Understanding the health impacts of the COVID-19 response on people who use drugs in Scotland is a research project that aims to understand the longer-term health impacts of the social response to COVID-19 on people who use drugs. The project involves researchers from the Universities of Stirling and Edinburgh. Some of our team looked at online drug markets, and some of us spoke to people who use drugs across Scotland.
COVID has made life worse for some people who said they found it harder to get help, and that their mental health has been worse. For others, the social changes caused by COVID have given them a chance to get into services for the first time and address their drug use and recovery.
Between July and October 2020, we interviewed 29 people who use drugs and/or are in recovery. Sixteen were recruited via a homeless hostel in Edinburgh, two from a recovery community in Clackmannanshire, eight from a stabilisation service in Glasgow, and three from a Dundee support service. We interviewed 16 men (aged 28–56 years) and 13 women (33–44 years). All participants received a £10 supermarket voucher for their time. This project received ethical approval from the University of Stirling.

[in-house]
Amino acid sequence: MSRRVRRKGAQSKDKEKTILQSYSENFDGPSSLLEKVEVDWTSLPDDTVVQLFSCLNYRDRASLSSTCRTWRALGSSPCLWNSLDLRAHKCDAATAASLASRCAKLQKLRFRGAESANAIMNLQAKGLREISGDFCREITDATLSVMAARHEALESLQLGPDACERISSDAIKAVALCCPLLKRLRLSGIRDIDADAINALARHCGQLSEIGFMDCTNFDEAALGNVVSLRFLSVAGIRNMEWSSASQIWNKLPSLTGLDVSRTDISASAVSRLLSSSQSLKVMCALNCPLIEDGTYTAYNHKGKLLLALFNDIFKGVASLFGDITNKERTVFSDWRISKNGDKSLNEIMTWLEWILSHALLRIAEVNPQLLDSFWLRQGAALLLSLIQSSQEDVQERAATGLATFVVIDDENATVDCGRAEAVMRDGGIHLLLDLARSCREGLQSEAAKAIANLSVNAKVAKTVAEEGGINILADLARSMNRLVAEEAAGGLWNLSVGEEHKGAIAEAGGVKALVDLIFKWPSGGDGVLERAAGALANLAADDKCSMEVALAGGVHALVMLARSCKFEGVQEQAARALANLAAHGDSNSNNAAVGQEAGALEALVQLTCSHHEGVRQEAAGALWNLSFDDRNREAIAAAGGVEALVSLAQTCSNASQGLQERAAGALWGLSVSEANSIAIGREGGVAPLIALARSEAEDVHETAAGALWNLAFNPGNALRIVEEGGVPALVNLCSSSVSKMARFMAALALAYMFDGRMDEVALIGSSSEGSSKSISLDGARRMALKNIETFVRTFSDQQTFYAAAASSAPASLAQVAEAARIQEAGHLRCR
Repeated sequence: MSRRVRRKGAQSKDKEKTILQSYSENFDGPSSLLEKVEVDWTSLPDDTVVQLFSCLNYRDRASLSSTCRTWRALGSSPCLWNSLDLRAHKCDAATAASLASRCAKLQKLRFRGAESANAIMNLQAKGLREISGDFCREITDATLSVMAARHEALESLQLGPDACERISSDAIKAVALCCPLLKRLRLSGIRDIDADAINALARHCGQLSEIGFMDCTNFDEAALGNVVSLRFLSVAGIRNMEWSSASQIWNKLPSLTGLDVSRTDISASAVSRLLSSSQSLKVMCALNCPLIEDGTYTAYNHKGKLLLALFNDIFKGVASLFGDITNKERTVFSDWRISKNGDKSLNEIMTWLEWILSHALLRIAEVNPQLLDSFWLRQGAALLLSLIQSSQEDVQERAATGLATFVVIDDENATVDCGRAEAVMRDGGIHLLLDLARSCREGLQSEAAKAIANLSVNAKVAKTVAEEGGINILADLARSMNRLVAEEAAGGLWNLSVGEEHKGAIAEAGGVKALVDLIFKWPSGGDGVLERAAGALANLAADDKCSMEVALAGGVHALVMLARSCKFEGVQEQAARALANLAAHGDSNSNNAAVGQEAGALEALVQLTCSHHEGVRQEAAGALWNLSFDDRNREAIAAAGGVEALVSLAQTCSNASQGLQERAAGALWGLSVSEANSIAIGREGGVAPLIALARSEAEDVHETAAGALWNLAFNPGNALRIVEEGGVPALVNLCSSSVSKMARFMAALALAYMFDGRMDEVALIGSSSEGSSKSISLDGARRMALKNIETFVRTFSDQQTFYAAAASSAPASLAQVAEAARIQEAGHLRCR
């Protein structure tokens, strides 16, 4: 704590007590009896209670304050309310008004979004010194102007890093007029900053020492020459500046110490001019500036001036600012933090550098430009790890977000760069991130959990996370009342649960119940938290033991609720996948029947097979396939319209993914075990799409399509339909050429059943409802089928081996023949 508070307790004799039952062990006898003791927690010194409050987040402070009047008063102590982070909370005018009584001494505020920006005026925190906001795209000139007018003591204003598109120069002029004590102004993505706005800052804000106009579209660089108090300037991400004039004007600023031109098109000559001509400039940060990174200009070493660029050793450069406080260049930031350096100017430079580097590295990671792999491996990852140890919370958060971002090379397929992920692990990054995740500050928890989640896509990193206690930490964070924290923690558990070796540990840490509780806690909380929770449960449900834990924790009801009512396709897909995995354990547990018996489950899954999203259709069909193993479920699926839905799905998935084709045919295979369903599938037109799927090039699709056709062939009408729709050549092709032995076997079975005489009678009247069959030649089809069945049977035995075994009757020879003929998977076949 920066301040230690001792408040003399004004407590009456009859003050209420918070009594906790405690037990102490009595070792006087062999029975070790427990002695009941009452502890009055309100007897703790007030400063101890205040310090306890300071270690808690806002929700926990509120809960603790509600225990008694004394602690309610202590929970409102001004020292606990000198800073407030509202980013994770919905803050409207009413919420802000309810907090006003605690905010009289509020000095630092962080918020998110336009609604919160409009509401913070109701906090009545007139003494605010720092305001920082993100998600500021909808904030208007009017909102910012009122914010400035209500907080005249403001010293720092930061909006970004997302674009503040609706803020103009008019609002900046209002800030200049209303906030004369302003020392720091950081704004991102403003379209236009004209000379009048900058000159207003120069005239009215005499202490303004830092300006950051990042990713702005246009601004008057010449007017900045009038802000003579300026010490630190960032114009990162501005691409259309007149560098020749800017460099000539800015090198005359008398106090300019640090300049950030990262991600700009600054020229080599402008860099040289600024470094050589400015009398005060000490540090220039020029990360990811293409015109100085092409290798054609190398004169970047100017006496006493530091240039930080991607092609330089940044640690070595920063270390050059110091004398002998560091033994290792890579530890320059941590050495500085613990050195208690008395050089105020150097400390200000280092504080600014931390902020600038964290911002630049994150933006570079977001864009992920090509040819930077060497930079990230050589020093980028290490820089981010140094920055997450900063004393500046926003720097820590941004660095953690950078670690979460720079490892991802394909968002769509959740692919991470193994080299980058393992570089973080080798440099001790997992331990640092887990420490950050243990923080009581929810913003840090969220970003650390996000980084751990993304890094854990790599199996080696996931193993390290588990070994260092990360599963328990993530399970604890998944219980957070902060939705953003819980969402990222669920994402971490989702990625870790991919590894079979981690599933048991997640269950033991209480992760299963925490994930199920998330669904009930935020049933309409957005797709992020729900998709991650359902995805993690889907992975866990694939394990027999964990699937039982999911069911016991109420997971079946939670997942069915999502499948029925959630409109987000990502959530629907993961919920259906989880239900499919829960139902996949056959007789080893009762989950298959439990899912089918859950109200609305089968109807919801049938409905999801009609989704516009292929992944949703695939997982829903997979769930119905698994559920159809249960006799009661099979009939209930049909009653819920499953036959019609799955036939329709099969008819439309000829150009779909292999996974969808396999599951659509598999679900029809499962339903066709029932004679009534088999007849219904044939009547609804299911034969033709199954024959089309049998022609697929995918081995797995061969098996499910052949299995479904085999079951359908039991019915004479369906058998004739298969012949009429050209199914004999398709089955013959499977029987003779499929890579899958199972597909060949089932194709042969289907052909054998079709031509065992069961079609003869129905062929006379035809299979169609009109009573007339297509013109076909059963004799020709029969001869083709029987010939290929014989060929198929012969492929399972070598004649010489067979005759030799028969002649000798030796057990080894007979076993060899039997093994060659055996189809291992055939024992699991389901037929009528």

This site has been created to present emerging themes and findings and to invite comments from people who use drugs across Scotland on their experiences. Read what our participants told use about impacts on their drug use, availability of services, and general challenges under lockdown.
Researchers are invited to send us copies of, or links to, their work in this area. We will share their work with the public via this website and also with the Drug Deaths Task Force.
This website will be actively maintained between November 2020 and the end of March 2021.